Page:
Stress eats your magnesium
New Zealand’s favourite wellbeing expert answers readers’ questions about their health.
Question: Hi Dr Libby, I’ve read that magnesium is very important, particularly when we are stressed. So do we need more magnesium when we are stressed? Thanks, Melissa
Magnesium is the fourth most abundant mineral in the body and we don’t talk enough about it and the vital role it plays in great health and energy, as well as disease prevention. About 50 per cent of total body magnesium is found in our bones. Magnesium is required for more than 300 biochemical reactions in the body. It helps maintain normal muscle and nerve function, keeps heart rhythm steady, supports a healthy immune system, keeps bones strong and allows us to relax.
Although you may not obtain optimal amounts of magnesium from your diet for a host of reasons, it’s rare to be truly deficient. However, certain conditions can disrupt the body’s magnesium balance. For example, a gastrointestinal infection that causes vomiting or diarrhoea, some gastrointestinal diseases (such as IBS or ulcerative colitis), type 2 diabetes, pancreatitis, hyperthyroidism (high thyroid hormone levels), kidney disease and certain medications such as diuretics can lead to deficiencies. Magnesium can also become depleted with prolonged stress, as it is required by the body to produce the stress hormone adrenalin. Therefore, our requirements are greater when we are producing excessive amounts of stress hormones as the body’s priority is to save your life from the danger it perceives you are in, rather than sparing the magnesium for good bone health, for example. Stress management is vital to maintaining the balance of many vitamins and minerals, including magnesium.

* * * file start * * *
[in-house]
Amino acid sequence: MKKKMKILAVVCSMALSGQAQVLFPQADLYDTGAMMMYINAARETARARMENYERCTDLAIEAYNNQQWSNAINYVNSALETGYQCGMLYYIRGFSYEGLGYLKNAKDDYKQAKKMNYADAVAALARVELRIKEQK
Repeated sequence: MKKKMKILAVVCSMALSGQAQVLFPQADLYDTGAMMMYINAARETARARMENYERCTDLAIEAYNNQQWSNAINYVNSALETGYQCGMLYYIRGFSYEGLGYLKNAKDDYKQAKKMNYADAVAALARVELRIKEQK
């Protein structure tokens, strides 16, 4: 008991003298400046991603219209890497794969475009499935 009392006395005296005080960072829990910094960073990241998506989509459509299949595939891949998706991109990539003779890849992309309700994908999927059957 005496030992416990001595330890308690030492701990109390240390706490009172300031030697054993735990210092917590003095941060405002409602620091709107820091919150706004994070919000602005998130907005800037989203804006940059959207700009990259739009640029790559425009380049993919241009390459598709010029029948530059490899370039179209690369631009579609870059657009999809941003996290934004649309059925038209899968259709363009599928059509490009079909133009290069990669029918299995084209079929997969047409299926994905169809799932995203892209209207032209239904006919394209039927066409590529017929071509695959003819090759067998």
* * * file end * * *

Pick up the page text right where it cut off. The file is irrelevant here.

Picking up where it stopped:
Question: Hi Dr Libby. My hairdresser has commented that my hair is breaking really easily. Is there something I can do with my diet that might help this? I’m only 23 so I want to get this sorted! Thanks, Keira
There are many reasons why hair might break easily, but let’s address a few from a dietary perspective. Low ferritin levels can affect the growth cycle of hair, especially in women. Ferritin is your body’s iron storage. It can have a profound impact on the health of your hair as good levels of ferritin optimise hair growth. A lack of ferritin can result in the hair moving out of the growing phase and into the shedding phase sooner than is ideal. An underactive or overactive thyroid can also affect hair growth and strength. It may be beneficial to discuss having your thyroid and iron levels checked by your GP.
Vitamins B12 and C, as well as zinc are also important when it comes to hair strength. Insufficient levels of zinc can affect hair texture by causing brittleness and therefore increasingly the likelihood of breakage. Adequate dietary protein intake is also important, as hair is primarily composed of a protein called keratin.
Dr Libby is a a nutritional biochemist, bestselling author and speaker. The advice contained in this column is not intended to be a substitute for direct, personalised advice from a health professional. Her new book, Exhausted to Energized, is available from all good bookstores and from drlibby.com
Stress management is crucial to maintaining the balance of many vitamins and minerals, including magnesium.